Timothy Findley Creates a fictional world through his novels, where readers can relate to the situations and characters. The protagonists that Findley creates are often similar and connected to the hardships that they eventually encounter and defeat or that which they are defeated by. Findley takes his readers back in time to the First World War, displaying his knowledge of history and research, where the hardships of a young soldier’s battles internally and externally are brought to the reader’s attention in his historical-fiction novel The Wars. Findley writes about the reality and absurdity of the First World War, and takes the reader’s on a journey through the active reading process to find what is “sane” and “Insane” throughout the duration of the novel. Following the journey of the protagonist, Robert Ross as he enlists in the Canadian Army after the death of his sister Rowena, and undoubtedly is the turning point of the text and ideally where Findley initiates the active reading process, and where the contents placed in the story by Findley, are analyzed and opinionated based on the reader’s perception and subjectivity of truth. Essayist Anne Reynolds writes “ Findley manages, through technical prowess, to combine Hemingway-like choices of clear moment searing horror and truth at the battlefront with scenes depicting the effects of war on the families and lovers of the soldiers.” (Reynolds, 4) According to Reynolds Findley has been able to display the absurdity and affect that not only the First World War has caused but the ludicrousness war in general has caused the families of soldiers, and society as a whole. Using the literary theory of deconstruction many aspects and scenarios in The Wars can be analyzed, as Fin...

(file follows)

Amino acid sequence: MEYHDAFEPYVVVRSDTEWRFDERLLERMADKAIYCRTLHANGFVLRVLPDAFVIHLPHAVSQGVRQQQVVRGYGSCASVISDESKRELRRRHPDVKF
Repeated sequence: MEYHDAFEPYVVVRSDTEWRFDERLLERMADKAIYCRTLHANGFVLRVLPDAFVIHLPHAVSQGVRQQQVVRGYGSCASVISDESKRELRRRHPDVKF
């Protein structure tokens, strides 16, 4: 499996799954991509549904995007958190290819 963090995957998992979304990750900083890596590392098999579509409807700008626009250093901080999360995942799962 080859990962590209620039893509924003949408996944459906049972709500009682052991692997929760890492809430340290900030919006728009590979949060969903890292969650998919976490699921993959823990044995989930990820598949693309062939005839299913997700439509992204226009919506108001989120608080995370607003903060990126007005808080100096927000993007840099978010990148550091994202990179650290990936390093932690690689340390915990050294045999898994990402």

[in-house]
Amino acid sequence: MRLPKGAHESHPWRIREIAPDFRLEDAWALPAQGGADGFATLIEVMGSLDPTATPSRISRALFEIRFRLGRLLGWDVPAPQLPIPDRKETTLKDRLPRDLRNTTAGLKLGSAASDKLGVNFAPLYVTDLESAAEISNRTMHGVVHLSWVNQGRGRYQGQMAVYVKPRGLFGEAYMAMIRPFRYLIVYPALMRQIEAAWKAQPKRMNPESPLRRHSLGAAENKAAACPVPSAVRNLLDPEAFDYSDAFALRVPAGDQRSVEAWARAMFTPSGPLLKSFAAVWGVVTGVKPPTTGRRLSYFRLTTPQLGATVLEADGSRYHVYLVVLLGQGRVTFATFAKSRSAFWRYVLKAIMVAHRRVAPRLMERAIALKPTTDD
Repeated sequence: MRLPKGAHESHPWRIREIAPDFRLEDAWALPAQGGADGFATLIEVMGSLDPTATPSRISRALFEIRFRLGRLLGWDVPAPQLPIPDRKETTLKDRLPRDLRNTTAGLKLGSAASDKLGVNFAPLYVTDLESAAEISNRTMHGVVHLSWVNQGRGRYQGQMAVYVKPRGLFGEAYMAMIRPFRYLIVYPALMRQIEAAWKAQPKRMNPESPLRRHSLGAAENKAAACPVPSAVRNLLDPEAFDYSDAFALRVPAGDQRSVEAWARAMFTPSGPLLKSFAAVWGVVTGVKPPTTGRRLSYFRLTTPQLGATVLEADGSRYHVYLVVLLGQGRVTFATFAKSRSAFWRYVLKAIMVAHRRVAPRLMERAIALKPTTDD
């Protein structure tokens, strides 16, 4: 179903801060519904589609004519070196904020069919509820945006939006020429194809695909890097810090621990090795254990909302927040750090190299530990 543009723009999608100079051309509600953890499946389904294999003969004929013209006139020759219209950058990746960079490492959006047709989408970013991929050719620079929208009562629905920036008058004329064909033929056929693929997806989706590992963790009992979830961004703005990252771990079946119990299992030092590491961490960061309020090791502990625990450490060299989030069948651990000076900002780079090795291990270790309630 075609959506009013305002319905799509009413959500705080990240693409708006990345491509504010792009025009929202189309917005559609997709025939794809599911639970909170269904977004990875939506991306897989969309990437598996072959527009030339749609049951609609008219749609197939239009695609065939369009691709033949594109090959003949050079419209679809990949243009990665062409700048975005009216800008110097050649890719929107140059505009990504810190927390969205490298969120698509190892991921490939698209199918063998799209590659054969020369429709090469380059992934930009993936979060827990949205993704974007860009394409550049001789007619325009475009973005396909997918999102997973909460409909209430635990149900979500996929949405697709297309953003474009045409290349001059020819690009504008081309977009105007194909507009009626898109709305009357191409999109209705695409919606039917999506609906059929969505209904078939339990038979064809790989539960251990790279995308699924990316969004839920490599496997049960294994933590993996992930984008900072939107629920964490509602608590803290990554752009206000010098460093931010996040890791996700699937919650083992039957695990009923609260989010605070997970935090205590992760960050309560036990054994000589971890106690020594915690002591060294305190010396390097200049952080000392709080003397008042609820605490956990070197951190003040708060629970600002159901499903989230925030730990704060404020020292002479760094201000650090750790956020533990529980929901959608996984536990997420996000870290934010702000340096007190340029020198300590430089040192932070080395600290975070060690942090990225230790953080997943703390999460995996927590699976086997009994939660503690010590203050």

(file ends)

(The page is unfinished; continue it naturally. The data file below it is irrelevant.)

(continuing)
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...d died. Like that.” (Findley, 103-104) Perhaps this scene is where readers are changing their perceptions of death, changing their “truths” and the way death is viewed. Harris’ death proves that death even though it is occasionally fearful; there are moments where death is nothing to fear. Findley deconstructs the aspect of death in this these sections to prove that death is more than just “dying”, also that “death” can be peaceful and valued just as much as life. Thus Findley deconstructs life and death by justifying that death can be just as pleasing and meaningful as life.
In conjunction with deconstructing life and death, Timothy Findley also deconstructs what is “Wrong and right”
HOTTOIS, Gilbert, De la Renaissance à la Postmodernité. Une histoire de la philosophie moderne et contemporaine, Paris and Brussels: De Boeck and Larcier, 1998
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